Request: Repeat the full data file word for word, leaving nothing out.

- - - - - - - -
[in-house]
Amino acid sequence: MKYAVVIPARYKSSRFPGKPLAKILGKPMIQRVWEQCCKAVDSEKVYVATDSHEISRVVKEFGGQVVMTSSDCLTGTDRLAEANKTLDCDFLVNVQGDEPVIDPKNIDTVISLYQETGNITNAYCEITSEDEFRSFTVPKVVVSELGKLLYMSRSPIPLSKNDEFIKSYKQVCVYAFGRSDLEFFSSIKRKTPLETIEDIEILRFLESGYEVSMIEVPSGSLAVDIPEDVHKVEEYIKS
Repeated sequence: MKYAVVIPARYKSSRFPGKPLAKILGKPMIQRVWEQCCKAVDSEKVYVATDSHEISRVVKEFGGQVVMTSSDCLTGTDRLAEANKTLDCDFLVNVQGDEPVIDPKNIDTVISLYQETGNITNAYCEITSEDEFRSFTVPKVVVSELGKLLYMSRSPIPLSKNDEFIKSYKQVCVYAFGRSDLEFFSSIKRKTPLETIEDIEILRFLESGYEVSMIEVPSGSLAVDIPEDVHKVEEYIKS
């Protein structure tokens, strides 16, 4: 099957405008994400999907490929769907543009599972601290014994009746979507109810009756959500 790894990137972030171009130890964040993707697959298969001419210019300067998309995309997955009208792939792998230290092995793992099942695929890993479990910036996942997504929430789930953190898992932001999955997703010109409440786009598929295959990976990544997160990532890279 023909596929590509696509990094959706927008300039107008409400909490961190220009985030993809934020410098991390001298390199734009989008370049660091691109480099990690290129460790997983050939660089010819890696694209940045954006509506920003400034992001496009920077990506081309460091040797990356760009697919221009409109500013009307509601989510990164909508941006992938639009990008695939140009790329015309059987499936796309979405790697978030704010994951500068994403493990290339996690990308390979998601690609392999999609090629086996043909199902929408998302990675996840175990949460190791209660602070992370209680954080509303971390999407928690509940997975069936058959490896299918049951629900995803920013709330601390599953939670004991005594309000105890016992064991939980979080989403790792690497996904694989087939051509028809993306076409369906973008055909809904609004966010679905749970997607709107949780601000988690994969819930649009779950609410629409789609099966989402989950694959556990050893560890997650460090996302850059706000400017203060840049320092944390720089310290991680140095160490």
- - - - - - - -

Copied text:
[in-house]
Amino acid sequence: MKYAVVIPARYKSSRFPGKPLAKILGKPMIQRVWEQCCKAVDSEKVYVATDSHEISRVVKEFGGQVVMTSSDCLTGTDRLAEANKTLDCDFLVNVQGDEPVIDPKNIDTVISLYQETGNITNAYCEITSEDEFRSFTVPKVVVSELGKLLYMSRSPIPLSKNDEFIKSYKQVCVYAFGRSDLEFFSSIKRKTPLETIEDIEILRFLESGYEVSMIEVPSGSLAVDIPEDVHKVEEYIKS
Repeated sequence: MKYAVVIPARYKSSRFPGKPLAKILGKPMIQRVWEQCCKAVDSEKVYVATDSHEISRVVKEFGGQVVMTSSDCLTGTDRLAEANKTLDCDFLVNVQGDEPVIDPKNIDTVISLYQETGNITNAYCEITSEDEFRSFTVPKVVVSELGKLLYMSRSPIPLSKNDEFIKSYKQVCVYAFGRSDLEFFSSIKRKTPLETIEDIEILRFLESGYEVSMIEVPSGSLAVDIPEDVHKVEEYIKS
């Protein structure tokens, strides 16, 4: 099957405008994400999907490929769907543009599972601290014994009746979507109810009756959500 790894990137972030171009130890964040993707697959298969001419210019300067998309995309997955009208792939792998230290092995793992099942695929890993479990910036996942997504929430789930953190898992932001999955997703010109409440786009598929295959990976990544997160990532890279 023909596929590509696509990094959706927008300039107008409400909490961190220009985030993809934020410098991390001298390199734009989008370049660091691109480099990690290129460790997983050939660089010819890696694209940045954006509506920003400034992001496009920077990506081309460091040797990356760009697919221009409109500013009307509601989510990164909508941006992938639009990008695939140009790329015309059987499936796309979405790697978030704010994951500068994403493990290339996690990308390979998601690609392999999609090629086996043909199902929408998302990675996840175990949460190791209660602070992370209680954080509303971390999407928690509940997975069936058959490896299918049951629900995803920013709330601390599953939670004991005594309000105890016992064991939980979080989403790792690497996904694989087939051509028809993306076409369906973008055909809904609004966010679905749970997607709107949780601000988690994969819930649009779950609410629409789609099966989402989950694959556990050893560890997650460090996302850059706000400017203060840049320092944390720089310290991680140095160490």